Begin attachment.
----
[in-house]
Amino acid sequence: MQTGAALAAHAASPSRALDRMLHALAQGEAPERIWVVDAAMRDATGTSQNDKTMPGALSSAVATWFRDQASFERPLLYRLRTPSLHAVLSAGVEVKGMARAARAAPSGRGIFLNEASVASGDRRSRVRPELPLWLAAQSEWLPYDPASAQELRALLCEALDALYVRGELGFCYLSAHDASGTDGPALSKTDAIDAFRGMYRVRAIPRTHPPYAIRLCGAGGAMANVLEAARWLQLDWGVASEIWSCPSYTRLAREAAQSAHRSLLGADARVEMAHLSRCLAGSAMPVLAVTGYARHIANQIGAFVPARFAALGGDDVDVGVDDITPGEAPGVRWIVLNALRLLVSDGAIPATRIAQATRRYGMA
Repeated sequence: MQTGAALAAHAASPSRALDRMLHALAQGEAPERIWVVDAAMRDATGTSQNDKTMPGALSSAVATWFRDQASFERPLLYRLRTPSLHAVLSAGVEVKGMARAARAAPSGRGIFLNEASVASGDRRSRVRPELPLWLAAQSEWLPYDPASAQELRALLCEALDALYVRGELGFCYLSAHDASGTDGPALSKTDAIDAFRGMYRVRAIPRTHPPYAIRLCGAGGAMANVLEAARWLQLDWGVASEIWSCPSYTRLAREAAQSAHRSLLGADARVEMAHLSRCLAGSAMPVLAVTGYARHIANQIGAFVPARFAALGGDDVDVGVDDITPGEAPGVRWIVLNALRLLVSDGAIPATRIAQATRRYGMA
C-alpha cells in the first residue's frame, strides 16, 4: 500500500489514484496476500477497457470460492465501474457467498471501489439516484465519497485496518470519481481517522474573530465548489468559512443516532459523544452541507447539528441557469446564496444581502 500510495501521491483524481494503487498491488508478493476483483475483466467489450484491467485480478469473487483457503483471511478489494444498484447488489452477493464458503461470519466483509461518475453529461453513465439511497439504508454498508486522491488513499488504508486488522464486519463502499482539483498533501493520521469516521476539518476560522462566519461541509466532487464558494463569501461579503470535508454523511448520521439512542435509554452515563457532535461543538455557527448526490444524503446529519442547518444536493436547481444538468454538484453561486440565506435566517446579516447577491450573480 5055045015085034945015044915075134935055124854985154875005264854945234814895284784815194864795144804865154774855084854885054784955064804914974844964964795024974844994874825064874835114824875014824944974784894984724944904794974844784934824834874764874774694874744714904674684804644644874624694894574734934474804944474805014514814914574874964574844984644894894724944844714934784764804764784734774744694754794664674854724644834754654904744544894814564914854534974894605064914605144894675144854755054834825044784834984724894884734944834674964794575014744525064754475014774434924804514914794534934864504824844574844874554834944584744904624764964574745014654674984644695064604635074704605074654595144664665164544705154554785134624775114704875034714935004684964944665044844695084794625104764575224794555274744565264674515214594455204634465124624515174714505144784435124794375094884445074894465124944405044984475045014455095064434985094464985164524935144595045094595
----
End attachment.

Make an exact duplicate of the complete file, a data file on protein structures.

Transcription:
[in-house]
Amino acid sequence: MQTGAALAAHAASPSRALDRMLHALAQGEAPERIWVVDAAMRDATGTSQNDKTMPGALSSAVATWFRDQASFERPLLYRLRTPSLHAVLSAGVEVKGMARAARAAPSGRGIFLNEASVASGDRRSRVRPELPLWLAAQSEWLPYDPASAQELRALLCEALDALYVRGELGFCYLSAHDASGTDGPALSKTDAIDAFRGMYRVRAIPRTHPPYAIRLCGAGGAMANVLEAARWLQLDWGVASEIWSCPSYTRLAREAAQSAHRSLLGADARVEMAHLSRCLAGSAMPVLAVTGYARHIANQIGAFVPARFAALGGDDVDVGVDDITPGEAPGVRWIVLNALRLLVSDGAIPATRIAQATRRYGMA
Repeated sequence: MQTGAALAAHAASPSRALDRMLHALAQGEAPERIWVVDAAMRDATGTSQNDKTMPGALSSAVATWFRDQASFERPLLYRLRTPSLHAVLSAGVEVKGMARAARAAPSGRGIFLNEASVASGDRRSRVRPELPLWLAAQSEWLPYDPASAQELRALLCEALDALYVRGELGFCYLSAHDASGTDGPALSKTDAIDAFRGMYRVRAIPRTHPPYAIRLCGAGGAMANVLEAARWLQLDWGVASEIWSCPSYTRLAREAAQSAHRSLLGADARVEMAHLSRCLAGSAMPVLAVTGYARHIANQIGAFVPARFAALGGDDVDVGVDDITPGEAPGVRWIVLNALRLLVSDGAIPATRIAQATRRYGMA
C-alpha cells in the first residue's frame, strides 16, 4: 500500500489514484496476500477497457470460492465501474457467498471501489439516484465519497485496518470519481481517522474573530465548489468559512443516532459523544452541507447539528441557469446564496444581502 500510495501521491483524481494503487498491488508478493476483483475483466467489450484491467485480478469473487483457503483471511478489494444498484447488489452477493464458503461470519466483509461518475453529461453513465439511497439504508454498508486522491488513499488504508486488522464486519463502499482539483498533501493520521469516521476539518476560522462566519461541509466532487464558494463569501461579503470535508454523511448520521439512542435509554452515563457532535461543538455557527448526490444524503446529519442547518444536493436547481444538468454538484453561486440565506435566517446579516447577491450573480 5055045015085034945015044915075134935055124854985154875005264854945234814895284784815194864795144804865154774855084854885054784955064804914974844964964795024974844994874825064874835114824875014824944974784894984724944904794974844784934824834874764874774694874744714904674684804644644874624694894574734934474804944474805014514814914574874964574844984644894894724944844714934784764804764784734774744694754794664674854724644834754654904744544894814564914854534974894605064914605144894675144854755054834825044784834984724894884734944834674964794575014744525064754475014774434924804514914794534934864504824844574844874554834944584744904624764964574745014654674984644695064604635074704605074654595144664665164544705154554785134624775114704875034714935004684964944665044844695084794625104764575224794555274744565264674515214594455204634465124624515174714505144784435124794375094884445074894465124944405044984475045014455095064434985094464985164524935144595045094595